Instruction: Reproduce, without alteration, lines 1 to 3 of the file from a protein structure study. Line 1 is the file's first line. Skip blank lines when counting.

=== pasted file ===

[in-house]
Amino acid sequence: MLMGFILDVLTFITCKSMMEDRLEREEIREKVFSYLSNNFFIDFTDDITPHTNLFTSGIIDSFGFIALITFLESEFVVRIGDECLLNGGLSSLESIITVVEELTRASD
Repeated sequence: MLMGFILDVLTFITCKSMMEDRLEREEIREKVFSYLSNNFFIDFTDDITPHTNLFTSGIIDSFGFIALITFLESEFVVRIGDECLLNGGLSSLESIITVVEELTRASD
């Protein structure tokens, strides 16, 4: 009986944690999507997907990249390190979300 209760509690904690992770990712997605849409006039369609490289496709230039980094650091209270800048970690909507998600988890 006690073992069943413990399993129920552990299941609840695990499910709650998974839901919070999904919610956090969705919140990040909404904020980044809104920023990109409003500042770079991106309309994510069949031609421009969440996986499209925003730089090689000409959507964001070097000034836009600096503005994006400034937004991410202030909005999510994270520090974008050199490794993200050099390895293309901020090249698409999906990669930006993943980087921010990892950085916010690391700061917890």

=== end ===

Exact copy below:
[in-house]
Amino acid sequence: MLMGFILDVLTFITCKSMMEDRLEREEIREKVFSYLSNNFFIDFTDDITPHTNLFTSGIIDSFGFIALITFLESEFVVRIGDECLLNGGLSSLESIITVVEELTRASD
Repeated sequence: MLMGFILDVLTFITCKSMMEDRLEREEIREKVFSYLSNNFFIDFTDDITPHTNLFTSGIIDSFGFIALITFLESEFVVRIGDECLLNGGLSSLESIITVVEELTRASD